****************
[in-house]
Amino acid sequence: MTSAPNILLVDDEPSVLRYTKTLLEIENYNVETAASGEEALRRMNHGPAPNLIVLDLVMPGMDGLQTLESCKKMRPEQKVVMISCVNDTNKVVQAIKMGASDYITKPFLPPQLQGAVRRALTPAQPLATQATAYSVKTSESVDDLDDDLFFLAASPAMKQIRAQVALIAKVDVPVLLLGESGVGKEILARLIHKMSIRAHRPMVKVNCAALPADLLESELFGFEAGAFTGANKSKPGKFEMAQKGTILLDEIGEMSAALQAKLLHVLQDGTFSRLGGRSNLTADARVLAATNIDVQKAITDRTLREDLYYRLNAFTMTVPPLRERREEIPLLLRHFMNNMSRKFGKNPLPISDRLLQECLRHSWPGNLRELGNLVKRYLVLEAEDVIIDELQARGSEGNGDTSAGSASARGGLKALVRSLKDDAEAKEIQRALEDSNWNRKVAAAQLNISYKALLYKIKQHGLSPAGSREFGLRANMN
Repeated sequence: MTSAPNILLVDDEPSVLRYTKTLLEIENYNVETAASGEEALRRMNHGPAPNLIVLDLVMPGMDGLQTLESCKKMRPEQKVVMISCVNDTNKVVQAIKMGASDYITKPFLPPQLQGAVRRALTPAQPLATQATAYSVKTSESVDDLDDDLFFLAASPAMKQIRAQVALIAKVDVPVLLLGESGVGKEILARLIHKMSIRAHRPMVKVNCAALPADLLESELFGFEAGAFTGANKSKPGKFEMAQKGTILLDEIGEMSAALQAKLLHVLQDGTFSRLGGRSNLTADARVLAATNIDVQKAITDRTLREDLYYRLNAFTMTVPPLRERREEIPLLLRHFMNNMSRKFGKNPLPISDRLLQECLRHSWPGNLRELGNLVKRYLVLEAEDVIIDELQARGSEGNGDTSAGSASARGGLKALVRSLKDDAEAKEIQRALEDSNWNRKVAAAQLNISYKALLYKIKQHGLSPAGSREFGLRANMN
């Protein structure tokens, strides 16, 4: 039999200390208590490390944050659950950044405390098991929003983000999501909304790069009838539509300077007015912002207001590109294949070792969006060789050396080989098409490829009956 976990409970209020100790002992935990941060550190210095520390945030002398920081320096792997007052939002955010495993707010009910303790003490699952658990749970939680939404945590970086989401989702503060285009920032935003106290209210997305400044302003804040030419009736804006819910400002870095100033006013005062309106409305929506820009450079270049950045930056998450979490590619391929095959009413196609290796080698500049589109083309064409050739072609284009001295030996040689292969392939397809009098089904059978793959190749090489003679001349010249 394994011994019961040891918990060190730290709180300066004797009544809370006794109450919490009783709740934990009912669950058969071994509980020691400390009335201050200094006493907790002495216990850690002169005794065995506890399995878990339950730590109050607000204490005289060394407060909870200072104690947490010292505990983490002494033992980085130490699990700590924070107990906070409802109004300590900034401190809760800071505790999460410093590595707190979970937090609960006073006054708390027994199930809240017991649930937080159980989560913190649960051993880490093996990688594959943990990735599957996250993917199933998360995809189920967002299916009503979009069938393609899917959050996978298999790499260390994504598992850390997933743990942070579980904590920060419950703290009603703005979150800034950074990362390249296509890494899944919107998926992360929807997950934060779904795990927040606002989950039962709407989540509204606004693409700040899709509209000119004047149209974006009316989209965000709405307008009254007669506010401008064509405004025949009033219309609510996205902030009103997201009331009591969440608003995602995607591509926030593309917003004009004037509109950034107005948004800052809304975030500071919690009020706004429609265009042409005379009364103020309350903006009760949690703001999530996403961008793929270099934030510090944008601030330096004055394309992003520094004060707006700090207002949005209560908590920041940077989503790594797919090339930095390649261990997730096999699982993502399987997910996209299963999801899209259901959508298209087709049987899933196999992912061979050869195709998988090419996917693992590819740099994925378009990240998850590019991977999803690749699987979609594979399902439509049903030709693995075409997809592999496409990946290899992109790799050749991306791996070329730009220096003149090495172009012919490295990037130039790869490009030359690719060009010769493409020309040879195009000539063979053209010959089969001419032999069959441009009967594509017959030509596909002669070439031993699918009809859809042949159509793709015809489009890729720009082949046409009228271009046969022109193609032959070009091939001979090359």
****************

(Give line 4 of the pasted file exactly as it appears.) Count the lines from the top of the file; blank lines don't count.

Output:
């Protein structure tokens, strides 16, 4: 039999200390208590490390944050659950950044405390098991929003983000999501909304790069009838539509300077007015912002207001590109294949070792969006060789050396080989098409490829009956 976990409970209020100790002992935990941060550190210095520390945030002398920081320096792997007052939002955010495993707010009910303790003490699952658990749970939680939404945590970086989401989702503060285009920032935003106290209210997305400044302003804040030419009736804006819910400002870095100033006013005062309106409305929506820009450079270049950045930056998450979490590619391929095959009413196609290796080698500049589109083309064409050739072609284009001295030996040689292969392939397809009098089904059978793959190749090489003679001349010249 394994011994019961040891918990060190730290709180300066004797009544809370006794109450919490009783709740934990009912669950058969071994509980020691400390009335201050200094006493907790002495216990850690002169005794065995506890399995878990339950730590109050607000204490005289060394407060909870200072104690947490010292505990983490002494033992980085130490699990700590924070107990906070409802109004300590900034401190809760800071505790999460410093590595707190979970937090609960006073006054708390027994199930809240017991649930937080159980989560913190649960051993880490093996990688594959943990990735599957996250993917199933998360995809189920967002299916009503979009069938393609899917959050996978298999790499260390994504598992850390997933743990942070579980904590920060419950703290009603703005979150800034950074990362390249296509890494899944919107998926992360929807997950934060779904795990927040606002989950039962709407989540509204606004693409700040899709509209000119004047149209974006009316989209965000709405307008009254007669506010401008064509405004025949009033219309609510996205902030009103997201009331009591969440608003995602995607591509926030593309917003004009004037509109950034107005948004800052809304975030500071919690009020706004429609265009042409005379009364103020309350903006009760949690703001999530996403961008793929270099934030510090944008601030330096004055394309992003520094004060707006700090207002949005209560908590920041940077989503790594797919090339930095390649261990997730096999699982993502399987997910996209299963999801899209259901959508298209087709049987899933196999992912061979050869195709998988090419996917693992590819740099994925378009990240998850590019991977999803690749699987979609594979399902439509049903030709693995075409997809592999496409990946290899992109790799050749991306791996070329730009220096003149090495172009012919490295990037130039790869490009030359690719060009010769493409020309040879195009000539063979053209010959089969001419032999069959441009009967594509017959030509596909002669070439031993699918009809859809042949159509793709015809489009890729720009082949046409009228271009046969022109193609032959070009091939001979090359």